|Don't willingly put yourself in a "do or die" situation. That's not a nice thing to do to anybody, especially yourself. |
You are right I've been there although not voluntarily. That time I actually did not have anything to eat some day's but now the sacrifice is more abstract, i.e. not getting work experience for high paying job plus perhaps some discomfort from not being able to buy some stuff, eating out etc.
|Having a part time job is usually the perfect balance between having time to yourself and giving you a reason to structure your time. |
That's what I've decided to do this summer, keep my old part time job at the library and only work weekends. The rest of the week I'm going to work on three website ideas, consecutively or simultaneously (perhaps you can advice me on which is better).
I'm now working out a financial plan for the months of May through August. When I've taken into account my fixed montly expenses such as rent, internet/phone, loan interests, therapy and bus fare, plus estimated www startup cost of hosting and domain names it now comes down to aprox $12 for food, clothes and entertainment per day.
|... start immediately to treat your website work as a business |
That's an advice I'm going to follow, right now I'm reading Getting things Done by David Allen and I think it will be great help in doing just what the title say's.
Thank's again for the replys I really appreciated all of them.
| 5:51 pm on Apr 28, 2007 (gmt 0)|
|if you don't need to make money off them during the first year they will be of much higher quality than those designed strictly to make money |
I don't intend try moneytising the websites for at least a year. First when I've started recieving a critical amount of traffic so that the host will have started to charge me for extra bandwith will I start experimenting with ads and affiliateships. I'm planning for the long term and totally o.k. with not making any money of the sites for a few years.
Realistically, the day's of making a website and instantly be earning money are long gone don't you think?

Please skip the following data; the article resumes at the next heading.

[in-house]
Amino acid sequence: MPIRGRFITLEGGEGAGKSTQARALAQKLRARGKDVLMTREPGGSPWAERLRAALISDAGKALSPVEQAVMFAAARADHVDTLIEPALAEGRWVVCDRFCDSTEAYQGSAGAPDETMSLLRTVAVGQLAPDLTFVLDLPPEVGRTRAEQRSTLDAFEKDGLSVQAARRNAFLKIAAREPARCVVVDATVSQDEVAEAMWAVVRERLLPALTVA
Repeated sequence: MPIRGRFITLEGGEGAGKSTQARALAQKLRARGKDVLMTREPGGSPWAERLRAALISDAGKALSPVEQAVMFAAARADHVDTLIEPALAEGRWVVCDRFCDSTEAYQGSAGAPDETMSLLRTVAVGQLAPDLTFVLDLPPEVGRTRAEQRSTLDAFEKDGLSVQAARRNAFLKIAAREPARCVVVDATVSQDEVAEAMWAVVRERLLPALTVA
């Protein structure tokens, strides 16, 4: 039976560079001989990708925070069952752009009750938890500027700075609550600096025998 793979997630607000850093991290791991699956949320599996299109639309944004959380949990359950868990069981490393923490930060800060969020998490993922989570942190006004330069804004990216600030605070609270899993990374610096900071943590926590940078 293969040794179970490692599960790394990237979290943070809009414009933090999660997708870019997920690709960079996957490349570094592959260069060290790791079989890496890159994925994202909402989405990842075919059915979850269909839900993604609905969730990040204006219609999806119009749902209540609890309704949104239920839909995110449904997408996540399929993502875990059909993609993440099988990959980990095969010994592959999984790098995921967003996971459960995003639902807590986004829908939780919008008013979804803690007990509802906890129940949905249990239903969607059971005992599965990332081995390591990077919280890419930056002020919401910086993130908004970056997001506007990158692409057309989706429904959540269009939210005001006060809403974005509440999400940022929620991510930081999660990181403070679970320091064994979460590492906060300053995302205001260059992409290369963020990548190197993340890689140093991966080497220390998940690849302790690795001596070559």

But the money is not the only reason I'm going to do this, it can also be viewed as ego gratification for lack of better term. I want to be able to go online and admire my sites that I made, similar perhaps to a writer that would get a kick out of seeing his/her book on sale at the local bookstore.
| 7:14 pm on Apr 28, 2007 (gmt 0)|
|But the money is not the only reason I'm going to do this, it can also be viewed as ego gratification for lack of better term. I want to be able to go online and admire my sites that I made, similar perhaps to a writer that would get a kick out of seeing his/her book on sale at the local bookstore. |
Sounds to me like you should take some time this summer to sort out your thinking..
If you want to build web sites (the ideas that have been "floating" around in your head)...the reasons you give are simply wrong..
Get your ego out of the way...!
The web, as a technology, is about solving a problem, harvesting a process that is not identified or disrupting established sectors with a new approach (interface/functionality)..
If you can find your "passion" in doing this...then nothing will stop you...
If monetary security is your concern...then you may have to take that position you mention for the summer and work on your own time on your web projects..
Either way...you will need to multi-task to push your process forward....it's totally up to you...
| 9:55 pm on Apr 28, 2007 (gmt 0)|
|a writer that would get a kick out of seeing his/her book on sale at the local bookstore. |
The thrill of that wears thin pretty quick unless the writer starts seeing their books in the hands of people who bought them at said bookstore.
|Realistically, the day's of making a website and instantly be earning money are long gone don't you think |